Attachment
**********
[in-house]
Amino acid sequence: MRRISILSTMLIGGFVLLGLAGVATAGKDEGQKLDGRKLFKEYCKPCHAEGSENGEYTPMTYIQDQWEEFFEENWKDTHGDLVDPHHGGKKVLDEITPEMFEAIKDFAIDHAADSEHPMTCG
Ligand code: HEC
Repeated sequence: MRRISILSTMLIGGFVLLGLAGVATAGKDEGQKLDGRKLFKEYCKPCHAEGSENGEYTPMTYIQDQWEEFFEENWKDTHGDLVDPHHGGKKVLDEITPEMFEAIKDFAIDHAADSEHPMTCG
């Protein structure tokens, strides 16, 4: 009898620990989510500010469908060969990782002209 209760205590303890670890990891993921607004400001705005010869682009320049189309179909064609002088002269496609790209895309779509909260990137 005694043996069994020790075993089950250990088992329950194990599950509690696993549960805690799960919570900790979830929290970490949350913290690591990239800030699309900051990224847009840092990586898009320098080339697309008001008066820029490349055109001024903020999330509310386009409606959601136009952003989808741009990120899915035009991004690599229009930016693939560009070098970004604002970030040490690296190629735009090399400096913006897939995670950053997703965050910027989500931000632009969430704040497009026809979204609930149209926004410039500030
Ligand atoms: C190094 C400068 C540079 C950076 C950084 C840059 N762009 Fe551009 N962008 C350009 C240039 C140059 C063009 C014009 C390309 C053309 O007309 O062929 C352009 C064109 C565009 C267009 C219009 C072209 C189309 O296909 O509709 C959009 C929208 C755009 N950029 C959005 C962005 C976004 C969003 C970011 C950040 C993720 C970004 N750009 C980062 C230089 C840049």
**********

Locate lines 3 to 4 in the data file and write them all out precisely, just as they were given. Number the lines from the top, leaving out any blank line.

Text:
Ligand code: HEC
Repeated sequence: MRRISILSTMLIGGFVLLGLAGVATAGKDEGQKLDGRKLFKEYCKPCHAEGSENGEYTPMTYIQDQWEEFFEENWKDTHGDLVDPHHGGKKVLDEITPEMFEAIKDFAIDHAADSEHPMTCG